As the series ends with what will become one of television’s all time most iconic shots (“Smiling Zen Don Draper”), Don appears to have found redemption. Yet it doesn’t come from within, as the guru’s transcendental meditation suggests (“New day. New ideas. New you. Ommmmm.”) It comes from Don’s moment of weakness and vulnerability in allowing himself to be accepted: not as a product that needs a slick advertisement in order to be chosen, but as a sinner who knows he needs grace.
It’s perhaps fitting, given the shape of his career, that the news of ESPN’s decision to fire Bill Simmons could manage to be both a surprise and completely predictable. (Yes, I know he wasn’t technically fired but when your boss tells the nation’s largest paper he isn’t renewing your contract without first telling you then we’re talking about something more than an amicable parting of ways.) Simmons, of course, is one of the pioneers of online writing, the man who did for sports writing what Andrew Sullivan and Ezra Klein have done for political blogging.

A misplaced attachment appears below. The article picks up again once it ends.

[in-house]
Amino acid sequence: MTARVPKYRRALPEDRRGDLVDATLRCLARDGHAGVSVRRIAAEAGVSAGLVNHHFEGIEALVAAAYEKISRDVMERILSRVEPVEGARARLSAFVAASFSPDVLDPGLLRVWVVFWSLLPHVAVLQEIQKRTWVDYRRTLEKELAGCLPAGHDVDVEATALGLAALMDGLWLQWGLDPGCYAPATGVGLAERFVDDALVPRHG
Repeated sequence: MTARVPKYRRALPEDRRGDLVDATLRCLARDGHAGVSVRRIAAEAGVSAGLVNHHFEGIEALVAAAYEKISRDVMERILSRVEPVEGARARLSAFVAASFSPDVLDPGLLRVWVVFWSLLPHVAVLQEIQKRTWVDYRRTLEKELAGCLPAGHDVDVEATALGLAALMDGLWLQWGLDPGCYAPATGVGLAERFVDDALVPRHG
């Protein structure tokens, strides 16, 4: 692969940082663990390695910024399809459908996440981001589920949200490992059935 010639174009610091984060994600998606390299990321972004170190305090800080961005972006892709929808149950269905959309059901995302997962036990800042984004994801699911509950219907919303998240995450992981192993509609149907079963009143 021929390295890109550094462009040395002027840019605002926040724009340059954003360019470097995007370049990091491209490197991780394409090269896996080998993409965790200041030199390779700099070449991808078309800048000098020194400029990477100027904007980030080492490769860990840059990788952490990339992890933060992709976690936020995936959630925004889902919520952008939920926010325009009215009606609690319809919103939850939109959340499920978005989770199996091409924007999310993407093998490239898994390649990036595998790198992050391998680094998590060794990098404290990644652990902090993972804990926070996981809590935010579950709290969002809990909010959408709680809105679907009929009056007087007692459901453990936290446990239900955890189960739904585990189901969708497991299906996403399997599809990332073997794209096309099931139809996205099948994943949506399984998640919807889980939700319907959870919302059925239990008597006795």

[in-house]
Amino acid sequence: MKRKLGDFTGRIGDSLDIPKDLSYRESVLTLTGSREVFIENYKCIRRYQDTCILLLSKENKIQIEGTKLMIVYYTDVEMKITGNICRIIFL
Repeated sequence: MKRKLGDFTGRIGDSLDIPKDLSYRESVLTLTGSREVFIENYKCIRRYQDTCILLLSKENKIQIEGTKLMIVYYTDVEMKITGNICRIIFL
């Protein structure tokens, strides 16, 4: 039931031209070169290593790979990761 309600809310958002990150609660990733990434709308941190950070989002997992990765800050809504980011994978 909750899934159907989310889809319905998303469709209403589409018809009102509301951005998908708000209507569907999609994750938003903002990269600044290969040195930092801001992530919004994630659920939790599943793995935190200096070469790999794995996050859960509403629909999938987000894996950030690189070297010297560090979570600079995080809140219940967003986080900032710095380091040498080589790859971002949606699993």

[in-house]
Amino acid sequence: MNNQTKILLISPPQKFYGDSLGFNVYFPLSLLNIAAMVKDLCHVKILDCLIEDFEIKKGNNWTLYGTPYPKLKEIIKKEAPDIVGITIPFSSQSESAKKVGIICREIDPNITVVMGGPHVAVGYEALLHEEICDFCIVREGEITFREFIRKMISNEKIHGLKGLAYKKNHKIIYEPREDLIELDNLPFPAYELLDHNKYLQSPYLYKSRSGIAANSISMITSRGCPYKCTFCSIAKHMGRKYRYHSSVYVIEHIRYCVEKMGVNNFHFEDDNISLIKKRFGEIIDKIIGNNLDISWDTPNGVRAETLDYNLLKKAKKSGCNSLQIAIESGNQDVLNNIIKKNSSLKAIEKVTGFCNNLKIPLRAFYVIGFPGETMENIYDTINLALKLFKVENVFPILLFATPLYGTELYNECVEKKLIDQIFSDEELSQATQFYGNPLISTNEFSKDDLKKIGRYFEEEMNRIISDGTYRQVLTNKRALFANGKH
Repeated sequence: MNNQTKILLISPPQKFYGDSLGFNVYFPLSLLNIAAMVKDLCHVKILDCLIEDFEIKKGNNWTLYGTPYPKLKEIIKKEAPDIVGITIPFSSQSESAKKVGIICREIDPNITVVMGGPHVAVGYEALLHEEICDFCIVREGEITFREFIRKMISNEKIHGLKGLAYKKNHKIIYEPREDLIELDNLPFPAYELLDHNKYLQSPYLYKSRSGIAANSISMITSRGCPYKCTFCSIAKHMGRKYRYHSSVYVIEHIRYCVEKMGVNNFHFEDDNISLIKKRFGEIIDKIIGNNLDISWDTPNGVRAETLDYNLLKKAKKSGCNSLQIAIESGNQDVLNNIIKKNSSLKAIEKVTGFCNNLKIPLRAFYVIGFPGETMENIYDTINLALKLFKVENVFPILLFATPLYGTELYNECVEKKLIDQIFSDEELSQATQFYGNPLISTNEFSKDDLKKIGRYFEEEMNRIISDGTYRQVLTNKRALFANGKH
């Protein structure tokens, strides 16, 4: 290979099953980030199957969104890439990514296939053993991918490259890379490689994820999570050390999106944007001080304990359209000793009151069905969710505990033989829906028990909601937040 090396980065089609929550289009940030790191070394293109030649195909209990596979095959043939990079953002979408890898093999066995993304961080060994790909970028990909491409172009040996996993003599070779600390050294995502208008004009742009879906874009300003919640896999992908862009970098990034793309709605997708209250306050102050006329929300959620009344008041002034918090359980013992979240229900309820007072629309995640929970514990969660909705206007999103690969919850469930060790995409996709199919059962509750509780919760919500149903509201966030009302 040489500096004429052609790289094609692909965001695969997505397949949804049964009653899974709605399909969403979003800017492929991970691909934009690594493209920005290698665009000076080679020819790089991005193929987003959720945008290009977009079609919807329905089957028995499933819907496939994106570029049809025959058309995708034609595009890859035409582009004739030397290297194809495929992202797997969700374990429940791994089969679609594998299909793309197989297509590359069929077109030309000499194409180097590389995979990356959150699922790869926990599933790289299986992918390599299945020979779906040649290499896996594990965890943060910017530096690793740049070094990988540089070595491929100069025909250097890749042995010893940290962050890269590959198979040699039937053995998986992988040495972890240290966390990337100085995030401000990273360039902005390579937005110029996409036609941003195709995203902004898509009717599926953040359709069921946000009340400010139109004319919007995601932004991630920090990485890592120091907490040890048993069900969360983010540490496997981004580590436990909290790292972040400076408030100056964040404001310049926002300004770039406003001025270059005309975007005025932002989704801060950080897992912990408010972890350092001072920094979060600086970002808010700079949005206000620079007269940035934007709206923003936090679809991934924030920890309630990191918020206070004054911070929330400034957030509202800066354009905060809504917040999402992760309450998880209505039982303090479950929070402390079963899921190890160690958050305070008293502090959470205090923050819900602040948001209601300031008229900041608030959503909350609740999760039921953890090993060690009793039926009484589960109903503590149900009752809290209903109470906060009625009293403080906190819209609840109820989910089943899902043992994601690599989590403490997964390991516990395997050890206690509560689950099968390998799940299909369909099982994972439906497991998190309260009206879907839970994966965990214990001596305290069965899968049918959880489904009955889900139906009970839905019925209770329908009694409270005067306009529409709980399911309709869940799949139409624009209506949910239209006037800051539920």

It’s a commonplace amongst a certain type of trad conservative to talk about the need to “re-enchant” our understanding of the world. What they usually mean by this is some version of an argument, influenced deeply by Charles Taylor, that we moderns experience creation as something near to us and mostly comprehensible. There is little mysterious about it and what little that is mysterious today likely won’t be tomorrow.
Within such a context, religious belief can seem like a mere personal vanity at best and as something foreign, insensible, and dangerous at worst. And so we religious types need to find ways of reenchanting creation so that we can see it with the sense of awe that came to us so naturally before the scientific revolution.